Lung Cancer: Non Small-Cell Malignant Pleural Effusion
Non Small-Cell Malignant Pleural Effusion
Immunotherapy seems to respond better to certain types of cancer. Non-small cell lung cancer is one in which we have seen encouraging results using BRM therapy
Cancer patient John Reese had been a chronic smoker when he presented in 1978 at the age of 48 with generalized malaise and a bleeding stomach ulcer. Initial physical exam revealed hepatomegaly, edematous feet, and pulmonary rales.
John’s chest X-ray revealed a left pleural effusion, a widened mediastinum, and a big heart shadow. Ultrasound scan revealed a pericardial effusion. The diagnosis of pericardial tamponade with venous hypertension was made. Below, you can see photomicrographs of John’s large cell cancer colonies floating in a sea of bloody pleural fluid.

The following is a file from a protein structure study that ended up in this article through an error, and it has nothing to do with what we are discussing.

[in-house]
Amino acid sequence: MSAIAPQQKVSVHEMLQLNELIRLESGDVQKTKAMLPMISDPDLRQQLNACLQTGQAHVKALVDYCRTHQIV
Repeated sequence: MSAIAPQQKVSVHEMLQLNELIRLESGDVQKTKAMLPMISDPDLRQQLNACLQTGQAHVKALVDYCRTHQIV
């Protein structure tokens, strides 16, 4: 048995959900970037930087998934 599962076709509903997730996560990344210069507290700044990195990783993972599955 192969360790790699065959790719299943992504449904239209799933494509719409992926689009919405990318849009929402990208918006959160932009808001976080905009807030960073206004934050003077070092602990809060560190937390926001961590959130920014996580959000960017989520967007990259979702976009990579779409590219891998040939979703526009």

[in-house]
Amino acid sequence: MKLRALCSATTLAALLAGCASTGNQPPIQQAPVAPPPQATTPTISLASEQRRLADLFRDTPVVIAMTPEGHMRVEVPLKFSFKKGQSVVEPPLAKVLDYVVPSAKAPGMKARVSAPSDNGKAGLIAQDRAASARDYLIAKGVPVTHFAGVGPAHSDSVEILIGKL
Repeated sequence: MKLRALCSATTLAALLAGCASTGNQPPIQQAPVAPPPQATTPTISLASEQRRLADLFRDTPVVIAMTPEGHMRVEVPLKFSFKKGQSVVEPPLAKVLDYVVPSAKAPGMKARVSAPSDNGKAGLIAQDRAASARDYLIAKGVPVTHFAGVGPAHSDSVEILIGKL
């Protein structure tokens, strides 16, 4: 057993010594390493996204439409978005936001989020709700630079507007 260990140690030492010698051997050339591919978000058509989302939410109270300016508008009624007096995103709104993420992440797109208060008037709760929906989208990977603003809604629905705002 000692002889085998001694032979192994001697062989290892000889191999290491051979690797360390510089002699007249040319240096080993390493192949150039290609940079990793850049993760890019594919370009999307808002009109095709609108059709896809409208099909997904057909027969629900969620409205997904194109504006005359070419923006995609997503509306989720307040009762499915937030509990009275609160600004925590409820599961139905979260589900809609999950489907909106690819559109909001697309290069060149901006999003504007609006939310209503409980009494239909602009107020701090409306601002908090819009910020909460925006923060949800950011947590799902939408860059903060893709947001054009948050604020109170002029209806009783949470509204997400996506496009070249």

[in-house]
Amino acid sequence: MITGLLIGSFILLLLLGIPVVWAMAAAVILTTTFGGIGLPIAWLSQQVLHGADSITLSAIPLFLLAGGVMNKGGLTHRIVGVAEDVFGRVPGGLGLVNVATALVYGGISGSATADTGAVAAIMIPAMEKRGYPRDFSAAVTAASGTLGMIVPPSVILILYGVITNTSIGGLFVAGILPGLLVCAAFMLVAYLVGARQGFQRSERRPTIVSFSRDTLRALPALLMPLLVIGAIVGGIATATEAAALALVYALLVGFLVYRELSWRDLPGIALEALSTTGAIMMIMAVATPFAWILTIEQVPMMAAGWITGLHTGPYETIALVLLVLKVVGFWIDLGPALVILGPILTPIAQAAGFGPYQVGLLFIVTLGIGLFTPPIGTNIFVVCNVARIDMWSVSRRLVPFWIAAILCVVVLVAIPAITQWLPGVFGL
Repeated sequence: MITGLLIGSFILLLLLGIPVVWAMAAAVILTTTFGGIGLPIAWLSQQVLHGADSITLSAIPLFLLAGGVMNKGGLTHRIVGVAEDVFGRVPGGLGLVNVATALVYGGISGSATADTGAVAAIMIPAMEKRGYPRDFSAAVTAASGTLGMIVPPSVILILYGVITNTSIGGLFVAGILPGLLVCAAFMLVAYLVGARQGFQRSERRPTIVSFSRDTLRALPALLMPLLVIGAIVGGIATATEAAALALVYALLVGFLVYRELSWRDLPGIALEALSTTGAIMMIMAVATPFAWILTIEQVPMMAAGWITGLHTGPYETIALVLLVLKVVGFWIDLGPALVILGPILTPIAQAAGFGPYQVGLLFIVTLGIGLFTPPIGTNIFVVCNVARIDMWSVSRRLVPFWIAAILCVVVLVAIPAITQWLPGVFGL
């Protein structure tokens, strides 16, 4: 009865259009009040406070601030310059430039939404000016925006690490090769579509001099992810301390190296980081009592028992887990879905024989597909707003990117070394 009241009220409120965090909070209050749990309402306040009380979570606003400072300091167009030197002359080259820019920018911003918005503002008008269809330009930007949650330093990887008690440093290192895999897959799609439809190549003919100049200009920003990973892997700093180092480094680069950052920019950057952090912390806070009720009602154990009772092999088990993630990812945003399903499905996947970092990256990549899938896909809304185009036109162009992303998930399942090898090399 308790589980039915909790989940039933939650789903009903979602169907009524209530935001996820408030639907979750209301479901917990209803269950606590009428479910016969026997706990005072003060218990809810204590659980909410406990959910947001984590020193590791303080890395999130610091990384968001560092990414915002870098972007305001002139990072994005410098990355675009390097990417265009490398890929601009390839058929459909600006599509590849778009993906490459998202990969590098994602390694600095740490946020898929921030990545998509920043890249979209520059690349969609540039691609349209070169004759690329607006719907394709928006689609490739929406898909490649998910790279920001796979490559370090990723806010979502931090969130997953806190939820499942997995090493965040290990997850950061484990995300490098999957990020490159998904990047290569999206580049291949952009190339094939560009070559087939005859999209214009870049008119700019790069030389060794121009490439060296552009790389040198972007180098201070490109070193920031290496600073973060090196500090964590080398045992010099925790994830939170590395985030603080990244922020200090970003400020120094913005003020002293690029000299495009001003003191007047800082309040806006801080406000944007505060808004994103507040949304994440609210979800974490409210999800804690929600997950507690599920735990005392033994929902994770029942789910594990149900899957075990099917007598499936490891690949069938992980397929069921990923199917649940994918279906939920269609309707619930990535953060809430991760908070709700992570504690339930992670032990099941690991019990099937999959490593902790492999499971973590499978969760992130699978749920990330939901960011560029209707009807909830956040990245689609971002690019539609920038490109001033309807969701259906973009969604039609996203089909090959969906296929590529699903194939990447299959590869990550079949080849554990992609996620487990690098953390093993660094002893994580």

At parasternal thoracotomy, a pericardial window was created. Histopathological examination of the pericardium revealed extensive infiltrating large cell cancer. Both the pericardial fluid and the bloody pleural fluid contained numerous colonies of large cell cancer. Mediastinal nodes were positive.
Microscopic examination of the tissue and fluid cytology was carried out initially at Saint Dominic Hospital in Jackson, Mississippi, reviewed later by Dr. Roger Arhelger at Mississippi Baptist Medical Center, and still later by Dr. Raymond Yessner, referee pathologist for the VA Cooperative Lung Cancer Study Group. Each interpretation was large cell lung cancer.
In addition to irradiation to the right hilum and mediastinum, John, at the time radiotherapy was initiated, received biological response modifiers with cimetidine (suppressor T-cell blocker), Premarin (estrogen is a direct macrophage stimulant and a direct growth hormone secretagogue) and vitamin E in a pharmacological dose. Other biological response modifiers were added subsequently. John has taken vitamin E, ascorbic acid mixture, and selenium on a daily basis for almost 20 years.